Abdel Hakim Belhadj says he is taking legal action following allegations the former foreign secretary personally permitted his illegal rendition.
Lawyers representing Abdel Hakim Belhadj confirmed legal papers had been served on the Labour MP after reports suggested Mr Straw had signed documents that allowed the rebel to be sent back to his homeland in 2004.
The civil action, which is against Mr Straw personally, seeks to examine his exact role in the rendition and claim damages from him for the trauma involved.
Mr Straw has previously denied any involvement in ‘extraordinary rendition’ (the abduction and illegal transfer of a person from one nation to another). He declined to comment to reporters on Wednesday because legal proceedings were active.
Mr Belhadj’s lawyers, Leigh Day & Co, said they sent the MP a letter yesterday asking him to produce a number of documents.
Mr Belhaj and his former co-detainee Sami al-Saadi have already said they will sue the former director of counter-terrorism at MI6, Sir Mark Allen.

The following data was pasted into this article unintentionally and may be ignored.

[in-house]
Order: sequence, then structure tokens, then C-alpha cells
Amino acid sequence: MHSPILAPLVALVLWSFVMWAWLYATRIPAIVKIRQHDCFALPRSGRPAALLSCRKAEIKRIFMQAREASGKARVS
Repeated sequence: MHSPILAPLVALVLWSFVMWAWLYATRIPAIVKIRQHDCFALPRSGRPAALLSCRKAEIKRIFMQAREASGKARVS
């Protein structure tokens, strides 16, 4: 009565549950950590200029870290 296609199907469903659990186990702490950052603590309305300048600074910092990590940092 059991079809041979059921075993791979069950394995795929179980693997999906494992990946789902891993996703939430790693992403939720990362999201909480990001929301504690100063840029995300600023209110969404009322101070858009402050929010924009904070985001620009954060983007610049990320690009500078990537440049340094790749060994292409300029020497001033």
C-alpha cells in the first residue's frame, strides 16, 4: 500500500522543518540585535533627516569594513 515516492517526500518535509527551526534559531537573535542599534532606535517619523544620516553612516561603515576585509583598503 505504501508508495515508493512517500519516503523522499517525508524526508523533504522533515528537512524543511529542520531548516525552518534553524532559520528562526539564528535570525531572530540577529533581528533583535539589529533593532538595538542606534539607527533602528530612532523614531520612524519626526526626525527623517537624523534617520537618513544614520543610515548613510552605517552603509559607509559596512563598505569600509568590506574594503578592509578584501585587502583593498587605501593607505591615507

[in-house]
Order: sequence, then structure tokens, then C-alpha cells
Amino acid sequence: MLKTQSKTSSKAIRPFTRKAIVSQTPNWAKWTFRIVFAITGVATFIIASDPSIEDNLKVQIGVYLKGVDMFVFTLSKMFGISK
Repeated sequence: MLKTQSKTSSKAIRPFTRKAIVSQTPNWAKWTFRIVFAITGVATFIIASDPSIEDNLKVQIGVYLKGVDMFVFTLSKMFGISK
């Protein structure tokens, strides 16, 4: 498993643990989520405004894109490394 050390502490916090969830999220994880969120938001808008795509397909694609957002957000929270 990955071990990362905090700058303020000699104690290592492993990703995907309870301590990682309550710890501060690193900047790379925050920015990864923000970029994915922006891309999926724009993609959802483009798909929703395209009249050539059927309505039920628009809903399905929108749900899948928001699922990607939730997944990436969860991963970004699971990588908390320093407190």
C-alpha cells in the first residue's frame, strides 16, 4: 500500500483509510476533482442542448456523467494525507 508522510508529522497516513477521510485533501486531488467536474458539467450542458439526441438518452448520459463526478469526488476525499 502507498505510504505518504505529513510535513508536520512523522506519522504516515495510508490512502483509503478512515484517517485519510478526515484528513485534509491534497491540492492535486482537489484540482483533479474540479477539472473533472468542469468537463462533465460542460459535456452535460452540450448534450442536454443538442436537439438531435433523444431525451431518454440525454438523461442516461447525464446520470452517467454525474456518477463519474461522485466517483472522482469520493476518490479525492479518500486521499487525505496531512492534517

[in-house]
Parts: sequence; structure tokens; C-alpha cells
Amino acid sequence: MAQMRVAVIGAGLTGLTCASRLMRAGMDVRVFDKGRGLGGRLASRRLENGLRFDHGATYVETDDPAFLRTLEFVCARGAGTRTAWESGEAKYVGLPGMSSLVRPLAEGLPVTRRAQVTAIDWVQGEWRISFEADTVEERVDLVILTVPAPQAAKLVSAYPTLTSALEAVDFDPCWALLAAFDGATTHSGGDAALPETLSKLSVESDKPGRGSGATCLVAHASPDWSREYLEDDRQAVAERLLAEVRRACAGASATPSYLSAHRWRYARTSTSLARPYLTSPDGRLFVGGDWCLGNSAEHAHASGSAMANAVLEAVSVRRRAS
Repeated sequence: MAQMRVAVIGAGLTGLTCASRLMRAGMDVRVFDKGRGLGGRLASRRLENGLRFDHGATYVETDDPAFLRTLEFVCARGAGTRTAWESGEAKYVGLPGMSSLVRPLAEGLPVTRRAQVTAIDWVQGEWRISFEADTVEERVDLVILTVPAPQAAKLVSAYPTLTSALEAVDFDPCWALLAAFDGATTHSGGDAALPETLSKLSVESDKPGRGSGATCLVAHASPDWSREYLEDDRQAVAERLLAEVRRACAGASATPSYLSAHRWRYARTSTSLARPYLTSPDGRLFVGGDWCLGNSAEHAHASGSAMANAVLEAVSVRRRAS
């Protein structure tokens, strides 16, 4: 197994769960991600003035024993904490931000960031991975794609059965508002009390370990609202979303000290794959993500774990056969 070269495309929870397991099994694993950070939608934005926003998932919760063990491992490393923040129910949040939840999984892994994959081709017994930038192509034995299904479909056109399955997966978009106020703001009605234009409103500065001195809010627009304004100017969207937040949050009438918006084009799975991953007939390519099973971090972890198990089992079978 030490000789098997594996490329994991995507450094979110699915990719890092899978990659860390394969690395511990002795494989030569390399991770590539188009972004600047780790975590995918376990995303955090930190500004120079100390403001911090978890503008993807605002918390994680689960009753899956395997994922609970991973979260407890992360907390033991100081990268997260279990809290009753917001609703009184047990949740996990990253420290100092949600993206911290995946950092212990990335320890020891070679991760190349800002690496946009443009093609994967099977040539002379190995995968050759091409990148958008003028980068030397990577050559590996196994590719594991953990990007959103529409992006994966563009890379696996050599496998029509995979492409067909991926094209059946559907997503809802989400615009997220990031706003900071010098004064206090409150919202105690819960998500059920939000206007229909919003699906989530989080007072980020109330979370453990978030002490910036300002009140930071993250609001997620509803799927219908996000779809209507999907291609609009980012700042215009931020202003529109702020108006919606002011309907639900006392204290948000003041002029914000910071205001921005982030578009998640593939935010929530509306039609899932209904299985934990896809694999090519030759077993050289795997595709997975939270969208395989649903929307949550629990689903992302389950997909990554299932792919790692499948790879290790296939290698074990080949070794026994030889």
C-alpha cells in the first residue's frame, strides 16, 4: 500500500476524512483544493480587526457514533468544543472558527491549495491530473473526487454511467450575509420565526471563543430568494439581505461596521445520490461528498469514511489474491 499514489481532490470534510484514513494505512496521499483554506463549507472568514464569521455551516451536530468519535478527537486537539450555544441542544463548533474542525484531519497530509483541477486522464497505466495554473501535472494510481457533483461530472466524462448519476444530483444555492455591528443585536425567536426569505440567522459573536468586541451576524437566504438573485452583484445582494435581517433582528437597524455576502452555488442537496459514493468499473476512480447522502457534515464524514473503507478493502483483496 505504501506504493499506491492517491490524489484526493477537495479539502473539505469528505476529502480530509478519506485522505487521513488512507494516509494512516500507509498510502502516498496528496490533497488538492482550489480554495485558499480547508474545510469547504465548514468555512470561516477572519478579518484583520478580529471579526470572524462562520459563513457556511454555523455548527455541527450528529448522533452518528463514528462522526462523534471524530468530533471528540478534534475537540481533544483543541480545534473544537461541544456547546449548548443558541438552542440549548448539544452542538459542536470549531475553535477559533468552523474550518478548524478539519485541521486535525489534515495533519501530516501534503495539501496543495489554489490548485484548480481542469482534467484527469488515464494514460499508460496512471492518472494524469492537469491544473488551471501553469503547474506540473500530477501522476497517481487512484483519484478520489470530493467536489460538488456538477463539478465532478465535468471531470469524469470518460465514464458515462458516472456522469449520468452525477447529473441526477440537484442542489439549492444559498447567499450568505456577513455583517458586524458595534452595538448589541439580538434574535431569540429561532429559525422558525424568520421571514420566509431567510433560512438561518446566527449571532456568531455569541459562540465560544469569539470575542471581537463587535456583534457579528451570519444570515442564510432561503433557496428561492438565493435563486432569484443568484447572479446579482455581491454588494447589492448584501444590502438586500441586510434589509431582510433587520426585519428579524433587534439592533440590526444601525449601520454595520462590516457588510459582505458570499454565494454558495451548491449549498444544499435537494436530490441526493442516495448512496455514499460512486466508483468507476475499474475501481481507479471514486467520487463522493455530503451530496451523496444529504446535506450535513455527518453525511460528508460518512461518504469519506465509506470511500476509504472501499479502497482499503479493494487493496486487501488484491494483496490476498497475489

Belhadj claims that he was rendered to Libya by the US authorities via Bangkok, and was imprisoned for six years in some of the country’s worst jails, including Abu Salim in Tripoli.
He claims that whilst imprisoned, he was interrogated by British agents.
Sapna Malik, a partner at Leigh Day & Co, said: “We have said all along that liability must follow the chain of command. These latest revelations bring us closer to that goal.”
In the civil court Mr Belhadj, Mr al-Saadi and their families are not only suing Mr Straw personally but also the Foreign Office, MI6 and the former MI6 agent Mark Allen.
In addition the Metropolitan Police is investigating MI6 agents and government ministers to see if they have committed a crime.
Thirdly Mr Belhadj is suing the Commissioner for the British Indian Ocean Territory because documents suggest he was rendered through the US military base on the British territory of Diego Garcia.
Documents found last August in the abandoned intelligence headquarters in Tripoli revealed close cooperation between the CIA, MI6 and Colonel Gaddafi’s secret service.
On 13 December 2005 Mr Straw told the Foreign Affairs Committee: “There simply is no truth in the claims that the United Kingdom has been involved in rendition, full stop. Because we haven’t been.”
But despite repeated denials that Britain’s Labour government was ever involved in extraordinary rendition, Mr Straw may yet have to state his case in court.
Read more from Channel 4 News: Met to probe Libyan rendition claims